Disappointment, loss, insecurity and rejection are common aspects of life. But Amber Edwards tries to counteract the pain by showing the love of Jesus to those who are hurting.
One way she has done that is through her book “Something Beautiful: Why Settle When Life Can Be Beautiful?” co-written with Jackie Tinkler. In the book the women share about the joys of life amid the twists and unexpected turns. For Edwards this has included dealing with divorce — first with her parents and then later her own divorce — remarriage and then tragedy when her husband died in 2021 from COVID-19. Through all of it, Edwards has embraced opportunities to share her story and show the love of Christ through volunteering.
“People look at me and think I’m super confident and super happy and say I radiate joy,” Edwards said. “It’s because I have the joy of the Lord. But life has not been easy — starting from a young age.”
Working through pain
Her ministry is a result of God working through pain, she said, explaining that her parents divorced when she was young and her father wasn’t very involved in her life.
Growing up Southern Baptist, she knew Jesus but didn’t have a real relationship with Him. She wanted to fill a void she felt and ended up getting married and having children young.
At the time she didn’t realize her marriage was toxic and was adamant she wouldn’t divorce. However, she eventually learned that her husband had cheated on her for years.
She found herself divorced and struggling as a single mom after 16 years of marriage. Sometimes she had to search for change to buy milk.
Loneliness and dating in a less-than-godly world led to her giving her life fully to Christ.
“My prayer for 2011 was, ‘OK, Lord, if this is what You have for me — being single and being a single mom — please make that the desire of my heart.’ Then I was good. I felt this peace from the Lord.
“Eighteen days later I met an amazing man. We got engaged after six months and married just three months later. He was everything I ever could have hoped or imagined. I felt so blessed.”
And for the first time Edwards was in a position financially to bless others.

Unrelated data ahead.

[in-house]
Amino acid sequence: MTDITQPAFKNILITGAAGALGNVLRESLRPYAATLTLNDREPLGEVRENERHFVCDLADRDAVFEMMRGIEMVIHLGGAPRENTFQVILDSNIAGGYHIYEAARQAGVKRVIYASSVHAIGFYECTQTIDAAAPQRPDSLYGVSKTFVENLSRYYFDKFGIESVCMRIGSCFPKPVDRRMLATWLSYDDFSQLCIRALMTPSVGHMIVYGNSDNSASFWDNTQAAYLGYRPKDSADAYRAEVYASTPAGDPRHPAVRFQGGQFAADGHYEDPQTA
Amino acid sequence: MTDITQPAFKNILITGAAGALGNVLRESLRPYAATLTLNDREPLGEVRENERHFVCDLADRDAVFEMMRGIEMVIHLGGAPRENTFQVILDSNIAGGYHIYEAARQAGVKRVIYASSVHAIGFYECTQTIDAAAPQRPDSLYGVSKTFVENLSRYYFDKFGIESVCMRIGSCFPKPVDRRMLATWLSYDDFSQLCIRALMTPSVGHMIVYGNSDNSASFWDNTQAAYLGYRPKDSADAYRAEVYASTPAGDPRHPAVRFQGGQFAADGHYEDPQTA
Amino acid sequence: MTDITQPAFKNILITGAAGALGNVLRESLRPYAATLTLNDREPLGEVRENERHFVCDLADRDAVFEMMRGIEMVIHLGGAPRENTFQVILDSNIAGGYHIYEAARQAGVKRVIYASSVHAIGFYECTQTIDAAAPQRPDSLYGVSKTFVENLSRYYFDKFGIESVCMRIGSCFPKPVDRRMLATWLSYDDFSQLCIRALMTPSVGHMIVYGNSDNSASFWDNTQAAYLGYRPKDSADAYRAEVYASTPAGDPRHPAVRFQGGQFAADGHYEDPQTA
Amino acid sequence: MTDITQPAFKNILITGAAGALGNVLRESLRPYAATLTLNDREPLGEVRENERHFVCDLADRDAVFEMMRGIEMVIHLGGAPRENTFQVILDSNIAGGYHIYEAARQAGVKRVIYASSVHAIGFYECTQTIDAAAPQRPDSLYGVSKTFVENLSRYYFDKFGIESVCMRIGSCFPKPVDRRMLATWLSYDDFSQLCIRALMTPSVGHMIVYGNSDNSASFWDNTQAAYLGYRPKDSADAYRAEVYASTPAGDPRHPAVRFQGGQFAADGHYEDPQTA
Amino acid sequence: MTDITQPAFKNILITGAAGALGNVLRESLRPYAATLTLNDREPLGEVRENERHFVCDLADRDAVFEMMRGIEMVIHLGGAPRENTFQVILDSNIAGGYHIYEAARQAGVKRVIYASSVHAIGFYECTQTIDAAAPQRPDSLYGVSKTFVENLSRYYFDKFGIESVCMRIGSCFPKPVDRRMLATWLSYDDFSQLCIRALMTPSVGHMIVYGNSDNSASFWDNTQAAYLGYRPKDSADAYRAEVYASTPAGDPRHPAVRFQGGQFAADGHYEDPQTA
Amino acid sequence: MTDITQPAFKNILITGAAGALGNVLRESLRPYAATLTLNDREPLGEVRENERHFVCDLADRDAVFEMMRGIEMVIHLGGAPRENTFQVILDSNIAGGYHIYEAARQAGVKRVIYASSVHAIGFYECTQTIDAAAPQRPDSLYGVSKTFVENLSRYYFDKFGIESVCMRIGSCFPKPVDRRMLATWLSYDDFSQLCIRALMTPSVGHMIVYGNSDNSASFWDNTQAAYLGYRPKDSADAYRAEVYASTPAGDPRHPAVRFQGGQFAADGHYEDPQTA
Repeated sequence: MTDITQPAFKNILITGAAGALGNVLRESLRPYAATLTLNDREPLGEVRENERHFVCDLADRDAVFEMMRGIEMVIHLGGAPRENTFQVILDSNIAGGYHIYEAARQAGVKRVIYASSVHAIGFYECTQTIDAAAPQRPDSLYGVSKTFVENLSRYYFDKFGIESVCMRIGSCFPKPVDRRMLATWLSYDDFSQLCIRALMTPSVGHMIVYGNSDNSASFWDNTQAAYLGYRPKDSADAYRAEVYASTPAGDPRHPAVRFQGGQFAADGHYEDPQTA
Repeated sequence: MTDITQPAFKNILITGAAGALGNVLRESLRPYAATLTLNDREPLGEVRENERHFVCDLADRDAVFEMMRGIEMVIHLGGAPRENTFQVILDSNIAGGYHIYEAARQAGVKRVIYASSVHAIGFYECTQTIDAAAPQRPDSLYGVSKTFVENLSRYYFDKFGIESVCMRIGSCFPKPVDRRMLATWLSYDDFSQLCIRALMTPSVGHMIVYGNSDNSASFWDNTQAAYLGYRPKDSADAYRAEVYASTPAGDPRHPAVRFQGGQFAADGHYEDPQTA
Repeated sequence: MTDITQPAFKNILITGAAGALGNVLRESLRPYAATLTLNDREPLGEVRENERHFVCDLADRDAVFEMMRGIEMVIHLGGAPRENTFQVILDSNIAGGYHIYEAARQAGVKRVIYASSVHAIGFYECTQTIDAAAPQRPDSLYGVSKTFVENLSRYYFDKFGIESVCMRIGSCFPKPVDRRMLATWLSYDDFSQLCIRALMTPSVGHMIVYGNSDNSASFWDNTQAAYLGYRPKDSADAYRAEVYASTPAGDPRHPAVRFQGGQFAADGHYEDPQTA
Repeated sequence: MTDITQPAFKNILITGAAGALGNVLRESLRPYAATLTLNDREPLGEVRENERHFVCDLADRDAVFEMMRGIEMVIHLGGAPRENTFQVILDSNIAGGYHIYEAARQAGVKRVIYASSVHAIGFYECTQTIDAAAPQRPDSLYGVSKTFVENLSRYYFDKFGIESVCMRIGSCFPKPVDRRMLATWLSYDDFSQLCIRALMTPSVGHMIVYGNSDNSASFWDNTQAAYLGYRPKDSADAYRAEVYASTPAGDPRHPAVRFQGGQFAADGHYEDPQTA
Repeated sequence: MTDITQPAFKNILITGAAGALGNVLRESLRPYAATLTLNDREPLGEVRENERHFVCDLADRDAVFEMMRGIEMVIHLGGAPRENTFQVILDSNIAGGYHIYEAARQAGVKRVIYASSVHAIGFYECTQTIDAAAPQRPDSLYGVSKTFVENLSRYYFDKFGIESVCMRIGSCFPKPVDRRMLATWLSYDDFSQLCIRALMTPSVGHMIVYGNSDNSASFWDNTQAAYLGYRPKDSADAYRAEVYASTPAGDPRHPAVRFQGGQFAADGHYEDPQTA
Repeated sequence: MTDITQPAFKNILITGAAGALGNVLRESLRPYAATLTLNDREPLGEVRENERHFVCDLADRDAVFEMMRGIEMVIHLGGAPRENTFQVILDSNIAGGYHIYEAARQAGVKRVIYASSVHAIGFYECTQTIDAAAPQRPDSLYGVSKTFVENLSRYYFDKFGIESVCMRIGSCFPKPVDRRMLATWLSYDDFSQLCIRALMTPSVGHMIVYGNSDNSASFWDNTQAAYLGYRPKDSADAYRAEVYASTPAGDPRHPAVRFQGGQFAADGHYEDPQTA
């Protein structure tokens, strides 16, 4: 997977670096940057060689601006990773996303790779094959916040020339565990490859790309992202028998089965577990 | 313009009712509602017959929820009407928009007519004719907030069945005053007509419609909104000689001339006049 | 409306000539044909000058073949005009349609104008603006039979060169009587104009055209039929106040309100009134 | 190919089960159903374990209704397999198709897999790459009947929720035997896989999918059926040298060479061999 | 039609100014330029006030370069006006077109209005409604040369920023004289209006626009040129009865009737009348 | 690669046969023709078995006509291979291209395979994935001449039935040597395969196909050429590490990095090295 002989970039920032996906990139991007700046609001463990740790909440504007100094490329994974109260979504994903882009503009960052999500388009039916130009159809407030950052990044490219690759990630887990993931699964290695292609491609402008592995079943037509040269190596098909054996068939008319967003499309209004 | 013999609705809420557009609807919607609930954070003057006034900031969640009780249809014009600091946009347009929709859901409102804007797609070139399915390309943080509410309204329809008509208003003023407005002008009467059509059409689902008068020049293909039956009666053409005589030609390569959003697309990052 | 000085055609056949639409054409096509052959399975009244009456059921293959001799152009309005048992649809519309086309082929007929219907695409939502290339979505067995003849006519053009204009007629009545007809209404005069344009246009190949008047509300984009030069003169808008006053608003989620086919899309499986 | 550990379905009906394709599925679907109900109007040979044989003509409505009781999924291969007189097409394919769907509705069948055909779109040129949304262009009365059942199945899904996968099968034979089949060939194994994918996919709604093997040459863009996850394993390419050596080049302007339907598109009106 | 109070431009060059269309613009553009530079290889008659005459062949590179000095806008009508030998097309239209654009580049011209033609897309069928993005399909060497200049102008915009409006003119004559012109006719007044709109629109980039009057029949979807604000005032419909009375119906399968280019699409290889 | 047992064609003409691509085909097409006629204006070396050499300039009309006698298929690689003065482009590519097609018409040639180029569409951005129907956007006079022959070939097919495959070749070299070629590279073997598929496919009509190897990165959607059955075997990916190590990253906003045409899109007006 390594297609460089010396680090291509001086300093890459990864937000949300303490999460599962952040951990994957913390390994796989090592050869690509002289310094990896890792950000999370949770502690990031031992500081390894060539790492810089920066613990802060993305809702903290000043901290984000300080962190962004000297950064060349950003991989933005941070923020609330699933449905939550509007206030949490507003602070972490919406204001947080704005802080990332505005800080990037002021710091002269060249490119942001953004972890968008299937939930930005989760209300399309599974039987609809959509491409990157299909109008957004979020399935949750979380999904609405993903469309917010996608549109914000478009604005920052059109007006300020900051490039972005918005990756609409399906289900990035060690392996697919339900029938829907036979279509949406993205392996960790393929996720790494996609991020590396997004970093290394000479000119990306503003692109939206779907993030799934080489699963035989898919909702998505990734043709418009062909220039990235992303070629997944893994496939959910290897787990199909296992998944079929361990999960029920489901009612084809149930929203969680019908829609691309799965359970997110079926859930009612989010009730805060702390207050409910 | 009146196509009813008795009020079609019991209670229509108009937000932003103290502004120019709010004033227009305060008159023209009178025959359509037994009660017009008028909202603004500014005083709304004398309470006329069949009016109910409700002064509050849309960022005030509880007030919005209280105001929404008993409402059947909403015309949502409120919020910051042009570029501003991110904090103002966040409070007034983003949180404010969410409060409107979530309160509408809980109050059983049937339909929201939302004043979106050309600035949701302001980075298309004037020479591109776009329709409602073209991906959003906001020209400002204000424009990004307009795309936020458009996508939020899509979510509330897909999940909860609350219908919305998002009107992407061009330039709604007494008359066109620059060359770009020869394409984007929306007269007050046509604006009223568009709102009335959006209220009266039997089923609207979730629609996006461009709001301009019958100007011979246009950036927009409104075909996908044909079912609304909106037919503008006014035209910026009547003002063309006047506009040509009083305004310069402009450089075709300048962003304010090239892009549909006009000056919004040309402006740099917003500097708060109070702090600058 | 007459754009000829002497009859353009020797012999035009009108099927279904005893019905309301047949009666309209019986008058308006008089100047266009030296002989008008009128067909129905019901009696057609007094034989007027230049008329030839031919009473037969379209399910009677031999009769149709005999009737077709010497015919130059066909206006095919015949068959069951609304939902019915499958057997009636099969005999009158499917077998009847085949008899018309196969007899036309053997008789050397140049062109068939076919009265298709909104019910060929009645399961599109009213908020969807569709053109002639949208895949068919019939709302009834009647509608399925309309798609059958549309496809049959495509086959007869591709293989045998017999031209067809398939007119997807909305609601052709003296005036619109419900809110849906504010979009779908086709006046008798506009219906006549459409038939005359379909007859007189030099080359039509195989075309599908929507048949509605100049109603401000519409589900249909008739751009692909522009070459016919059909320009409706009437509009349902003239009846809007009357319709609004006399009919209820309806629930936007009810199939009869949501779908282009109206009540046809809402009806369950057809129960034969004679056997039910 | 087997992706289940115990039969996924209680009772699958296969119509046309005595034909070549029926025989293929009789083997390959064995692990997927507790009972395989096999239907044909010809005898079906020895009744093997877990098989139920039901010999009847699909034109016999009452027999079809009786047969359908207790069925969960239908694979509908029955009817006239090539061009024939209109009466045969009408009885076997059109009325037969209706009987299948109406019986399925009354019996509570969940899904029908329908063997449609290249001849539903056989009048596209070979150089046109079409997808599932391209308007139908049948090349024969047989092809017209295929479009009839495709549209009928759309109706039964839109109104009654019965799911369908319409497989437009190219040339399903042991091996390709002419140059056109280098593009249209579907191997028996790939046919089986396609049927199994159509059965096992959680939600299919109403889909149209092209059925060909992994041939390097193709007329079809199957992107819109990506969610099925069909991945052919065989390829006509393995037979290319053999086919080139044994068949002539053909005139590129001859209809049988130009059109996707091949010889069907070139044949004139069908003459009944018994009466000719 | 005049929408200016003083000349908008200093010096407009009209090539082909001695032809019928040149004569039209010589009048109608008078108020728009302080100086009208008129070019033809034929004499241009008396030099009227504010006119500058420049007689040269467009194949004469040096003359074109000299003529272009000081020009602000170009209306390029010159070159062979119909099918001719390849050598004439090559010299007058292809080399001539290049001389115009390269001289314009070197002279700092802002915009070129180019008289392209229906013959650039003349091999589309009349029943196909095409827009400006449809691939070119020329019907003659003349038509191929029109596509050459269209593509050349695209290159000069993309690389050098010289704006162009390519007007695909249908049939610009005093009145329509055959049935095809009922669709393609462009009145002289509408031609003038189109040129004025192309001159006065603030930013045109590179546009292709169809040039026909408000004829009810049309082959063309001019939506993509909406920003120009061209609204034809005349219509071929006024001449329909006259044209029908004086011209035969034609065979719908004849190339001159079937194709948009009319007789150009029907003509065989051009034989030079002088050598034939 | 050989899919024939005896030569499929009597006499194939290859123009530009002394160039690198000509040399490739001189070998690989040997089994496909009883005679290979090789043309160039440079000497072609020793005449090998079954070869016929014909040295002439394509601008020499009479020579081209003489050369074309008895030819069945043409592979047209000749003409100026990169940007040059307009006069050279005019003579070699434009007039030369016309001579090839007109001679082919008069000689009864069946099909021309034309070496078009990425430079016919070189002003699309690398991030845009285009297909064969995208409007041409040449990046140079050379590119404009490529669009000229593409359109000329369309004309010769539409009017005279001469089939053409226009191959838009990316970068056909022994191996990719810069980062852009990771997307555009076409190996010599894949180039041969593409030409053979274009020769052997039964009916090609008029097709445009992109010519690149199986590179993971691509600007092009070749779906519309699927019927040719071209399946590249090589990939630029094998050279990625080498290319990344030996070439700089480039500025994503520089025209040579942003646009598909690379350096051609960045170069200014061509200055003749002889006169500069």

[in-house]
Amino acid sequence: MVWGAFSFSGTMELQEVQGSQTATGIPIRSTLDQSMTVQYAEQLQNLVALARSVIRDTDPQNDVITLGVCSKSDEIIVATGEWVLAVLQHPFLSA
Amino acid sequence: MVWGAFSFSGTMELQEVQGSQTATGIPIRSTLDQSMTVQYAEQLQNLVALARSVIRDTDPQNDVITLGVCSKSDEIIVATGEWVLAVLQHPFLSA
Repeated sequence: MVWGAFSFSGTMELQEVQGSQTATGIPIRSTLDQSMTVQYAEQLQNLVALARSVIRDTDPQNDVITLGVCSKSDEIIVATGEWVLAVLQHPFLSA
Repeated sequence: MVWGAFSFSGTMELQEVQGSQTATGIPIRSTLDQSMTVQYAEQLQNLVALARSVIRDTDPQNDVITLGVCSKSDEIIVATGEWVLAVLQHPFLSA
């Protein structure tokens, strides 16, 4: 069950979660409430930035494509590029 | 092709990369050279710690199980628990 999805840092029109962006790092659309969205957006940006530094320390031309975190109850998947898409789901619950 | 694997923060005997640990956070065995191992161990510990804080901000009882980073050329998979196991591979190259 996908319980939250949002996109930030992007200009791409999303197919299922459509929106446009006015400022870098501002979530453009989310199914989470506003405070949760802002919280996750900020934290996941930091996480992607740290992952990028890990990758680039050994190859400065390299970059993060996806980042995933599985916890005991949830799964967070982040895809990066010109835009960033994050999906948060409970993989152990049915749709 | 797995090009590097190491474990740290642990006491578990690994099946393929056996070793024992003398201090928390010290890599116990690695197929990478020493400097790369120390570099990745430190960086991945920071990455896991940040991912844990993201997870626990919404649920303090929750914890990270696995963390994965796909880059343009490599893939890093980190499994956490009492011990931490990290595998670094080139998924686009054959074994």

“God started sparking something in me: ‘I’ve done so much in your life. These blessings — you need to share with other people,’” Edwards recalled. “So in 2012, I started what I called the ‘Medwards Blessing Bag Project,’” combining her children’s last name and her new married name.
The first outreach involved making bags full of useful items and distributing them at shelters, under bridges and anywhere people who were homeless gathered. Starting with about 25 the first year, she was up to around 200 when COVID-19 hit.
As the ministry grew, God spoke to her about ministering to women with similar experiences to hers. One Christmas Eve, she had about 30 bags left. Having heard good things about the WellHouse, a safe haven for female victims of human trafficking, and knowing those rescued often arrived with only what they were wearing, Edwards contacted them.
“I talked to the woman who runs the administrative offices and asked if they would be interested in these bags. She said, ‘Oh my gosh! Absolutely!’” Edwards began helping with more projects for The WellHouse and recalled delivering a gift box to an 18-year-old who had been rescued from trafficking the day before. Edwards’ daughter also was 18.
She tearfully remembered thinking, “Wait. That could be my daughter! That’s somebody’s daughter.
“It just broke my heart; it broke me,” Edwards recalled. “Ever since then, I always think of ways to bless these precious women.”
When life takes unexpected turns
At about the same time, Edwards met Tinkler and they found they had similar stories. The book “Something Beautiful” and the ministry “Something More” are products of a desire to share how God can use struggles to bring beauty. “Something Beautiful” — part memoir, part devotional — includes their life experiences and thoughtful questions about how God can help through trials.
“It’s written more for the application: ‘This is how I thought my life was going to look. It completely derailed, but God can still bring something beautiful from it, even when things don’t go as planned,’” Edwards said.
Edwards is still walking through this truth since her husband died last year.
“I have this eternal perspective now like I’ve never had before,” she said. “The Lord has been really showing me what truly matters.
“A friend asked when I was preparing Valentine’s bags for the WellHouse, ‘How do you have time for all of this? You work full time; you have two kids; you’re leading at church. How do you do all this?’
“My response to her was, ‘You know what? This is all that matters. This is an investment in the Kingdom — how we make people feel, how we serve them, how we love them — is what it’s really all about. So how can I not do it?’
“It’s something that makes me feel alive and gives me a sense of being whole again in the midst of a devastating season.
“Yes, there are things that I wish would have played out differently in life,” Edwards acknowledged. “But I wouldn’t change a thing because every season, every heartbreak and every hurt, God has grown and stretched me and shown me how faithful He is … even in the midst of the storm.”